Also, drink water.  It's good for your everything.  You know this.  Just do it.  Consider having your first glass of water just after you get out of bed.  I keep a water bottle on my nightstand and finish whatever I didn't drink during the night as soon as I wake up.  Have another glass with breakfast.  With two down, you just have six more glasses to go during your bathroom-break-less work day.

Pack Up
You're almost ready to leave for work, and just look at what all you've accomplished!  Before you walk out the door, though, be sure you have everything you will need.  Yes, you are going to feel like a pack-mule as you walk to the car, but it is so worthwhile compared to feeling unprepared all day.  Check your teacher bag for your school ID and keys, so you don't have to beg a custodian to let you into your room over and over all day.

Fill up your water bottle - the big one.  Yes, I know you don't get to go to the restroom.  Just bring the water and drink it anyway.  Someone will watch your students for the 30 seconds it takes to run to the bathroom as long as you are willing to return the favor.  You're going to be doing a lot of talking and moving, and anyway, water's good for your everything, remember?

Get your lunch ready.  The food that is available for you to purchase at work is not good enough.  (It's not good enough for the kid's either, but that's a topic for another day.)  You are an individual with specific dietary needs and preferences, and a double side of soggy cafeteria fries or an overpriced candy bar is simply not enough - not enough calories, not enough nutrition, not enough enjoyment.  Get out your lunchbox, and fill it with enough nutritious, delicious items to feed yourself a meal and two snacks.  I always include nuts and dried fruits for my morning and afternoon snacks, and I usually pack leftovers and fresh fruit for my midday meal.  Trying to lose weight?  Pack even more fruits, so that you aren't tempted by the box of stale doughnuts in the teachers' lounge.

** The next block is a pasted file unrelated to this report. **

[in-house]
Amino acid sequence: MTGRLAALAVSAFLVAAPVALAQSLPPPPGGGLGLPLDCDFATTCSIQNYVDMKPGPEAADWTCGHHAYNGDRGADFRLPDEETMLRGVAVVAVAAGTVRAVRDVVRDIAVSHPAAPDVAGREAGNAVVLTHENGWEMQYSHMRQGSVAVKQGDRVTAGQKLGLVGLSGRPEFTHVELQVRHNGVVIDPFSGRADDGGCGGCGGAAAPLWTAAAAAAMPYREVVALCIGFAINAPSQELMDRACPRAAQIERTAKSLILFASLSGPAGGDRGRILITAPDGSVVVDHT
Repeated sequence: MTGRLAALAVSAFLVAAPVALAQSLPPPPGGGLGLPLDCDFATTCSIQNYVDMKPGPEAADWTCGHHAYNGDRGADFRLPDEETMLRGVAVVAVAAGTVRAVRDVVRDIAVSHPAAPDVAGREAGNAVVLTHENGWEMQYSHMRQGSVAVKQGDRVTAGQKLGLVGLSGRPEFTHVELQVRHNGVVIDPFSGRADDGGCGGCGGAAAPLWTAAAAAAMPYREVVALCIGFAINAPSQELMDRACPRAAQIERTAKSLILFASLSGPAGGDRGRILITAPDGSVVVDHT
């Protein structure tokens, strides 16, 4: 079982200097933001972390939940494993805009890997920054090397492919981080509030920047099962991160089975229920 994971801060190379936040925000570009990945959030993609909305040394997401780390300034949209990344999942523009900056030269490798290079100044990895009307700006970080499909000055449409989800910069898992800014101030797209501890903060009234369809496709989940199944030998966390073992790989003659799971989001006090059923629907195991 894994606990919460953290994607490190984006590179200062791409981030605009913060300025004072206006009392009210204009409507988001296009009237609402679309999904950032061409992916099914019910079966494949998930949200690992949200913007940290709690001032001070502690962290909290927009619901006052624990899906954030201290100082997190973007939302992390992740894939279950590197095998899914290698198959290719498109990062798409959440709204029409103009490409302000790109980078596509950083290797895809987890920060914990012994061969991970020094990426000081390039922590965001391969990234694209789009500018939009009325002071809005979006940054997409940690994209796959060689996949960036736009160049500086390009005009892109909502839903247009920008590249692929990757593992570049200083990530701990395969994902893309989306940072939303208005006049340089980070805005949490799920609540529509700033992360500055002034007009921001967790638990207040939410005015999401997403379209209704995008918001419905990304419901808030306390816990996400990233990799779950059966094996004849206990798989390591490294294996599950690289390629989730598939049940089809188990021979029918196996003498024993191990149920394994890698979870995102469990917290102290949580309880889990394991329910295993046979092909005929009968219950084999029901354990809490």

Morning can easily become a rushed and stressful part of the day if you don't pre-plan a routine and then loyally carry it out.  Trying to accomplish all the things on this list without a plan would be mentally exhausting.  By establishing a routine ahead of time, you can use your morning to care for yourself and prepare for your day instead of getting bogged down with decision fatigue or simply sleeping through this opportunity.

What are your best morning routine tips?


Fourth of July - Learn & Celebrate

 Happy Independence Day!  Before you don your patriotic mohawk and head out for parades and fireworks, find out a little about the history of this day and the traditions with which we celebrate it.